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Numismatic Royalty - Australia's George V Proof Pennies and Halfpennies struck at the Melbourne Mint .


50007-Header-Article-Proof-Pennies-May-2022

These three proof coins are 'numismatic royalty'.

From left to right, the 'King' of Australian coin rarities, the Proof 1930 Penny. One of three available to collectors with a current value of $1.5 million.

Next in line, the Proof 1931 Penny, also one of three and valued at $75,000.

And the final coin in the trio, the Proof 1932 Penny, slightly rarer with two available to collectors and also valued at $75,000.

The Proofs of 1930, 1931 and 1932 were struck at the Melbourne Mint.

Proof coins are prestigious. They inspire respect and admiration. Ask collectors why they pursue proof coins over circulating currency and the prestige of owning a proof coin is most likely at the top of their list. It's the euphoria that comes with owning something that very few other people can ever possess.

Proof coins are by definition, extremely rare and their scarcity is a natural draw card. In some respect, proof coin collectors are playing it smart because the inherent rarity of proof coinage provides a level of assurance that the market will never be inundated with examples, protecting their investment.

And as you can see from the above photograph, superb quality proof coins are visually impactful. Is it numismatics? Or is it art? Or have numismatics and art melded together.

The final question is why are the proofs of the nation's pennies and halfpennies so popular? The reason is simply that Australians just love their copper coins!


We tracked the George V proof coppers that have come onto the market over the last seventy years, looking at public auctions and known private sales.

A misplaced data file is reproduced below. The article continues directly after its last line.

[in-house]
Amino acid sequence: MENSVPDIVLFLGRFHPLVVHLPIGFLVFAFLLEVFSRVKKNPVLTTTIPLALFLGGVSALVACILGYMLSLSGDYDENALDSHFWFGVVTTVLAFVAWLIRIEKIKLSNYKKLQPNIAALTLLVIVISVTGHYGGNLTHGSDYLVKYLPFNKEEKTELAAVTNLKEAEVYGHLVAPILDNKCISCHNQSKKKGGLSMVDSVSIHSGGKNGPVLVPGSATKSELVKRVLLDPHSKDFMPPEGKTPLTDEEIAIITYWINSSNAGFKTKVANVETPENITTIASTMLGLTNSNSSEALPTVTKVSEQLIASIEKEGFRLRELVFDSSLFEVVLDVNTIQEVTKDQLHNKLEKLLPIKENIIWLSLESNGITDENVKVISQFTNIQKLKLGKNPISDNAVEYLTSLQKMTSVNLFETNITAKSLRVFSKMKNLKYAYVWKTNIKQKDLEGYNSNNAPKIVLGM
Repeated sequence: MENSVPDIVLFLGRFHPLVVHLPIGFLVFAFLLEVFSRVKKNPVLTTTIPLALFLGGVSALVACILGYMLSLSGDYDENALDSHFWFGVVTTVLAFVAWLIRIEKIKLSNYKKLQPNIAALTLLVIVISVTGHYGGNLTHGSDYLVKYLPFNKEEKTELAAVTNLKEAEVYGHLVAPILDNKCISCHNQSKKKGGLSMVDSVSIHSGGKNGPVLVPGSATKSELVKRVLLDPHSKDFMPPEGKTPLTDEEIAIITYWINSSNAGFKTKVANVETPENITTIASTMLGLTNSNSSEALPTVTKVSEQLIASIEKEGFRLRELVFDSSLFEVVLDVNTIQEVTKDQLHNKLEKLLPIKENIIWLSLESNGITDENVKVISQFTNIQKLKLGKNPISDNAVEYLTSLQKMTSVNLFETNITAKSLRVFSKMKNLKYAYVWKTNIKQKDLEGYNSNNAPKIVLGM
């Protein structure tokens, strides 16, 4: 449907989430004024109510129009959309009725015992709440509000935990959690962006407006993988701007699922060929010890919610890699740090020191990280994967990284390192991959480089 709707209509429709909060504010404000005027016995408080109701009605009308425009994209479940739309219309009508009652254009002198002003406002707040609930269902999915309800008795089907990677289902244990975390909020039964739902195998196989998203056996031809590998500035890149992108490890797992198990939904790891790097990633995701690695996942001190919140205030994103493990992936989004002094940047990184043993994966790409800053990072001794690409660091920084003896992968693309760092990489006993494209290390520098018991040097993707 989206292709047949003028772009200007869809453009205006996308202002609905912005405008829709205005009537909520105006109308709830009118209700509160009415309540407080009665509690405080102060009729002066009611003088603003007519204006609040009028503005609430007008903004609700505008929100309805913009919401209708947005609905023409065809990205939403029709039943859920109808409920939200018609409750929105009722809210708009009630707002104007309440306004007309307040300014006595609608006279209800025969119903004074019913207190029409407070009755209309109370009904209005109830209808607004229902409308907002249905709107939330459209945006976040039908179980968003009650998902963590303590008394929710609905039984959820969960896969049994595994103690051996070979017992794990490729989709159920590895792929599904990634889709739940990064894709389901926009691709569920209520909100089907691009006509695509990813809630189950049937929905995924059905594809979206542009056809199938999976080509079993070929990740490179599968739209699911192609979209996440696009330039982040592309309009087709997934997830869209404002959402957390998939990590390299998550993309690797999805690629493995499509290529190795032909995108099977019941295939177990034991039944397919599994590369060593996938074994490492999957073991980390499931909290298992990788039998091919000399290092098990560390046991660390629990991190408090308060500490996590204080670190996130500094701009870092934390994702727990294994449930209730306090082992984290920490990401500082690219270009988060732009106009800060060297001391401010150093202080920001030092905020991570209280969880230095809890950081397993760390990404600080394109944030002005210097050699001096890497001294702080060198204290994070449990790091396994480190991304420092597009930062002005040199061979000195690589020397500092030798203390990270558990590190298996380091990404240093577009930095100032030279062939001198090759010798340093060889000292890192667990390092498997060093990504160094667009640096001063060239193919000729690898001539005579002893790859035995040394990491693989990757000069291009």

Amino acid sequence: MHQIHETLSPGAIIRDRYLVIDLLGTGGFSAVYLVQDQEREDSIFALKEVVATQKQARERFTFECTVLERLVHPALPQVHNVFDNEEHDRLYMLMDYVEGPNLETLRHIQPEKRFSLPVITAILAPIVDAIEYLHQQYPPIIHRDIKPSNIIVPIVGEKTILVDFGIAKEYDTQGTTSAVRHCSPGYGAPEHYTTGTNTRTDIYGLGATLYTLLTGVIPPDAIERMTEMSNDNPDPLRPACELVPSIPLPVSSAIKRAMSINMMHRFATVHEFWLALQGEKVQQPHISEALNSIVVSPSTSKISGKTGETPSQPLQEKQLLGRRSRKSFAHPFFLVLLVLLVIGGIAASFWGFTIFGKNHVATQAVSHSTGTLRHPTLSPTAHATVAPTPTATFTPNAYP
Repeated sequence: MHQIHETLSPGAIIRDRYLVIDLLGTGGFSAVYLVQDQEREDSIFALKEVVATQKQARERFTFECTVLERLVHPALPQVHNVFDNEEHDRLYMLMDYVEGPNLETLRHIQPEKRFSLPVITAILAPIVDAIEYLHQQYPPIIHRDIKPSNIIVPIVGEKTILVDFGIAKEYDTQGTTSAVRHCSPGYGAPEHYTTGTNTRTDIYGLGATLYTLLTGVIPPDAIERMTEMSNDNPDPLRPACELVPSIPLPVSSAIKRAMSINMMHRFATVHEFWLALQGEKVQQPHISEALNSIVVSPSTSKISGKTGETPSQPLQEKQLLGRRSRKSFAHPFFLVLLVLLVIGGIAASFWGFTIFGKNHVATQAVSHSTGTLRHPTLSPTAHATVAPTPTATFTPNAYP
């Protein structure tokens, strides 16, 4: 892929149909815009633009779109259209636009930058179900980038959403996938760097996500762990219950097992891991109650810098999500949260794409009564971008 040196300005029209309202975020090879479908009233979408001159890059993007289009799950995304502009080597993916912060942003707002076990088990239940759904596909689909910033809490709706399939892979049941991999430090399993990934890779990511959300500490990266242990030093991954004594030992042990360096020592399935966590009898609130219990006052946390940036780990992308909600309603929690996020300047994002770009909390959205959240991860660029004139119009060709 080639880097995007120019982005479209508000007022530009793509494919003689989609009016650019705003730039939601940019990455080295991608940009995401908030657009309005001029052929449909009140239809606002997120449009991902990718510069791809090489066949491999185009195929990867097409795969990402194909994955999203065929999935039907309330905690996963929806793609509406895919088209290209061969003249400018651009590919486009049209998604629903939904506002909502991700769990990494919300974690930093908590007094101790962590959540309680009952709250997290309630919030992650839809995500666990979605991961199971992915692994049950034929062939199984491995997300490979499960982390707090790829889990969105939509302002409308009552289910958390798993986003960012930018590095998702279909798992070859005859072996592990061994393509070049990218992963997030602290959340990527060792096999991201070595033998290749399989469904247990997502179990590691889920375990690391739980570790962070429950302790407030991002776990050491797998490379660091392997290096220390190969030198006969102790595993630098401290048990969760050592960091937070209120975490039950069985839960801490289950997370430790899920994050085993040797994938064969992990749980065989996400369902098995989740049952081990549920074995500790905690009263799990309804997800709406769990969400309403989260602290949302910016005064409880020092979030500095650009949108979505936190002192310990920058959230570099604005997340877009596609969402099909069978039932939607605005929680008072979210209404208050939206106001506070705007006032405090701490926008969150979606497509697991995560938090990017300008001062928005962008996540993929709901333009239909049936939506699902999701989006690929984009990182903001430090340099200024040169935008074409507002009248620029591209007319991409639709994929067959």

Their extreme rarity is confirmed through our study and is shown in the tables below.

Collections that made the George V copper proofs famous.

  • John Ahbe Collection
  • Ray Jewell Collection
  • Syd Hagley Collection
  • Madrid Collection of Australian Rare Coins

TABLE 1: Melbourne Mint Proof Pennies - number of examples sighted.

    Proof 1919 Penny        1

    Proof 1920 Penny        1

    Proof 1921 Penny        1

    Proof 1922 Penny        0

    Proof 1923 Penny        1

    Proof 1924 Penny        5

    Proof 1925 Penny        3

    Proof 1926 Penny        6

    Proof 1927 Penny        4

    Proof 1928 Penny        5

    Proof 1929 Penny        6

    Proof 1930 Penny        3

    Proof 1931 Penny        3

    Proof 1932 Penny        2

    Proof 1933 Penny        1

    Proof 1936 Penny        4

TABLE 2: Melbourne Mint Proof Halfpennies - number of examples sighted.

    Proof 1919 Halfpenny        0

    Proof 1920 Halfpenny        1

    Proof 1921 Halfpenny        0

    Proof 1922 Halfpenny        0

    Proof 1923 Halfpenny        1

    Proof 1924 Halfpenny        4

    Proof 1925 Halfpenny        2

    Proof 1926 Halfpenny        4

    Proof 1927 Halfpenny        3

    Proof 1928 Halfpenny        5

    Proof 1929 Halfpenny        5

    Proof 1930 Halfpenny        3

    Proof 1931 Halfpenny        2

    Proof 1932 Halfpenny        2

    Proof 1933 Halfpenny        4

    Proof 1922 Halfpenny        5   


The Melbourne Mint was established in 1872 as an overseas Branch of the Royal Mint London, the purpose to strike sovereigns and half sovereigns. In 1916, the Melbourne Mint diversified its coining repertoire. While continuing to strike the nation's gold coins, it also minted coins of the newly formed Commonwealth of Australia.

The Melbourne Mint ceased its coining operations in 1964.

In keeping with Royal Mint traditions, the Melbourne Mint struck proofs of those coins its was minting for circulation, be they gold, silver or copper. They are collectively referred to as Coins of Record.

The term, COIN OF RECORD, is to a large extent self-explanatory. It is a coin that has been minted to put on record a date. Or to record a design.

What is not self-explanatory is that Coins of Record were struck as presentation pieces, to proof quality. And were struck in the most minute numbers, thereby  satisfying the requirements of the mint rather than the wants of collectors.

Forget the notion of striking one thousand proofs, as collectors are accustomed to today. Let's talk about striking ten coins ... or maybe less!

For today’s collectors the Coins of Record offer a wonderful link to the past and are extremely rare, two reasons that make them so popular. 

One of Australia’s most famous Coins of Record is the Proof 1930 Penny. Only six examples of the Proof 1930 Penny were struck, one of which was retained by the mint with one each being sent to the British Museum and the Art Gallery of South Australia, where they both still reside.